After making their first playoff appearance in the Anthony Davis era, the New Orleans Pelicans are heading into an offseason with a lot of changes to be made and players to be replaced or re-signed, not completely sure that their postseason spot is assured next season.
The Pelicans are going to need a completely new bench next season. The only players on contract for the 2015-2016 campaign are Eric Gordon (with a player option for $15.5 million which he’ll opt in), Tyreke Evans (signed until 2017), Jrue Holiday (also 2017), Ryan Anderson, Anthony Davis (team option which they’ll use although they’re also going to offer him a max extension) and Quincy Pondexter, signed until 2018.
The rest? Start from scratch more or less, or keep some of the guys. Omer Asik, the starting center, who hasn’t given the team the defensive boost they were hoping for, slightly hurt his stock price this season. He became even less useful offensive despite his efficiency numbers remaining the same, while his defense didn’t create the twin tower effect the Pelicans were hoping for next to Davis.
The Pelicans defensive rating was 22nd in the NBA this season, giving up 107.3 points per 100 possession. They were slightly better when Asik was playing, but obviously it also has something to do with the players around him. The perimeter defense needs help but not in the way Pondexter offers it, which means another player who is almost useless offensively. Anthony Davis still has some way to go. It’s not all about shot blocking.
Except for Anderson and maybe Evans, if he goes back to the bench, the Pelicans need to fill every backup position possible. Is Norris Cole going to stay, averaging 9.9 points per game for them? Is Dante Cunningham useful enough? The Pelicans owe $56 million in cap commitments next season, which means we’re not going to see too many big signings, but there is wiggle room, not to mention the max Mid Level exception to use.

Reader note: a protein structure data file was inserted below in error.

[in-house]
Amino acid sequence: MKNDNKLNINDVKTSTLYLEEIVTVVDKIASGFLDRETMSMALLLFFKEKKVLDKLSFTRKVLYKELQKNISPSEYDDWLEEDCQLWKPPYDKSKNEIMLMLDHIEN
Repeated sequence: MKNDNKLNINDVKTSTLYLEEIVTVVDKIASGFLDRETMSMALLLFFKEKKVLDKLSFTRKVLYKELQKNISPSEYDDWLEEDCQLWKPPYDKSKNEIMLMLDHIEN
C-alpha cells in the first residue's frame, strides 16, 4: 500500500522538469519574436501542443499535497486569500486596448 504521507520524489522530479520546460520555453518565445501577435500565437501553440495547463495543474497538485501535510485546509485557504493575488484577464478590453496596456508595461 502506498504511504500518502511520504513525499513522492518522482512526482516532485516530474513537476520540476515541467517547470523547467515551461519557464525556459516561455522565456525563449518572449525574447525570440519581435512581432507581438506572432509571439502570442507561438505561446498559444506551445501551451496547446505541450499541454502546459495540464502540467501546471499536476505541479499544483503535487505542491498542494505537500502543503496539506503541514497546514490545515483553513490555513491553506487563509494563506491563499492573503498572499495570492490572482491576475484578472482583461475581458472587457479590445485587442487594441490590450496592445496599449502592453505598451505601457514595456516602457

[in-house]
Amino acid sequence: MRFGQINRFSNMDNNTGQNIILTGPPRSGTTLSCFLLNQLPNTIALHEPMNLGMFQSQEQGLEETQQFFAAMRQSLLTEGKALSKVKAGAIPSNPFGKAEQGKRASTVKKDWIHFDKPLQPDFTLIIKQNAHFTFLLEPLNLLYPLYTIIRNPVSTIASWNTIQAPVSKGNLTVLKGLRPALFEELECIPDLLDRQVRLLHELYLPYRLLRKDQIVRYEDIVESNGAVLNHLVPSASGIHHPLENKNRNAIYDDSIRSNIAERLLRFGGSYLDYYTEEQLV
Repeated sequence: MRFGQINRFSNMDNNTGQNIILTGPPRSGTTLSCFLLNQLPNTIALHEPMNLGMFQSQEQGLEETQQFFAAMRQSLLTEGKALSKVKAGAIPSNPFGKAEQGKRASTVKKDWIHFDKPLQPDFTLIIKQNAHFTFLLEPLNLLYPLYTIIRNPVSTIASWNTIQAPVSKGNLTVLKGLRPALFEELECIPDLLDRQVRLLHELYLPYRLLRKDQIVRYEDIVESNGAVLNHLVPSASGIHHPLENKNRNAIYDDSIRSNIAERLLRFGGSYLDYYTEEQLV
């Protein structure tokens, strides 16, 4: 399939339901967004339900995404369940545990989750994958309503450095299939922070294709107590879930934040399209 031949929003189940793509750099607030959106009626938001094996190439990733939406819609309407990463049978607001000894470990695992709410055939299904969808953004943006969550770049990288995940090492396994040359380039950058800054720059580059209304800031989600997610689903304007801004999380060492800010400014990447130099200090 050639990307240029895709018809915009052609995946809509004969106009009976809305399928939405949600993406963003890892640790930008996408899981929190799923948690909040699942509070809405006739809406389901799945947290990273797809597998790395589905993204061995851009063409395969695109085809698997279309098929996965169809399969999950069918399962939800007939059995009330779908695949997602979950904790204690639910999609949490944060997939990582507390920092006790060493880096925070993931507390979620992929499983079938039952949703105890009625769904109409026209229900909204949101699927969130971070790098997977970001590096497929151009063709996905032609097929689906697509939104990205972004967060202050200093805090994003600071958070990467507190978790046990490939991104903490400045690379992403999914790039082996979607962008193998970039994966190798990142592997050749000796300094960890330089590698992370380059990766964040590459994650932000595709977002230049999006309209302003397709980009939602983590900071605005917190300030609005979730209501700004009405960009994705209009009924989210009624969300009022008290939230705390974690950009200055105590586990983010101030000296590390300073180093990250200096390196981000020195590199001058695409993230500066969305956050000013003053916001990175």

The Pelicans did catch a break in one way this season, with the Thunder going through a weird, almost Durant-less season. But Holiday missed more than half the season as well. Davis was out for 14 games. Ryan Anderson and Eric Gordon both missed more than 20 games. The Pelicans could have used a bit more health and luck as well. Maybe they were better than a 45-win team.
One thing they have no control over is the Western conference retaining star power. Obviously it’s a bit too early to say, but in a Western conference that’s loaded with 10-11 teams trying to make the playoffs, five or six of them thinking of themselves as potential champions, it’s hard to make accurate predictions about what happens and your playoff seed.
The Pelicans will be better next season as long as they stay healthy. Anthony Davis will be in the MVP discussion once again, and maybe play so well he’ll get crowned as the best player in the NBA. But are the Pelicans going to take the next step? That’s not exactly up to them. It has to do with strengthening and weakening of others. Without improving the defense this playoff appearance might be a one-and-done scenario, despite all the talent on the team.